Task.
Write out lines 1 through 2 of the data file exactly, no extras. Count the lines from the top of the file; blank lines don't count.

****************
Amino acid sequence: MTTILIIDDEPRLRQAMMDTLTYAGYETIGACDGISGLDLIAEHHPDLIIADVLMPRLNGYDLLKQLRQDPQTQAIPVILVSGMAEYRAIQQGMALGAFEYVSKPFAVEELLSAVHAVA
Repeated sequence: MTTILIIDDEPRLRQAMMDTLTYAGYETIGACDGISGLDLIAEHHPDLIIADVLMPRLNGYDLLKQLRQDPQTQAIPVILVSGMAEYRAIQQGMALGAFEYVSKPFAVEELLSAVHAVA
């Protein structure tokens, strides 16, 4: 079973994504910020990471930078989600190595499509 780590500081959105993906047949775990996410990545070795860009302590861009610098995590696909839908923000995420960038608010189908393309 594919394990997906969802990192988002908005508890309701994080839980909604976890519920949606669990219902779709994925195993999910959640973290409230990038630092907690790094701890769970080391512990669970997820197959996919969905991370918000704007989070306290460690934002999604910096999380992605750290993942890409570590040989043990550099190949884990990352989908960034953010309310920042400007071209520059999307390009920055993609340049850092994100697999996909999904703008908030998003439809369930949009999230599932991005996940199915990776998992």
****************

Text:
Amino acid sequence: MTTILIIDDEPRLRQAMMDTLTYAGYETIGACDGISGLDLIAEHHPDLIIADVLMPRLNGYDLLKQLRQDPQTQAIPVILVSGMAEYRAIQQGMALGAFEYVSKPFAVEELLSAVHAVA
Repeated sequence: MTTILIIDDEPRLRQAMMDTLTYAGYETIGACDGISGLDLIAEHHPDLIIADVLMPRLNGYDLLKQLRQDPQTQAIPVILVSGMAEYRAIQQGMALGAFEYVSKPFAVEELLSAVHAVA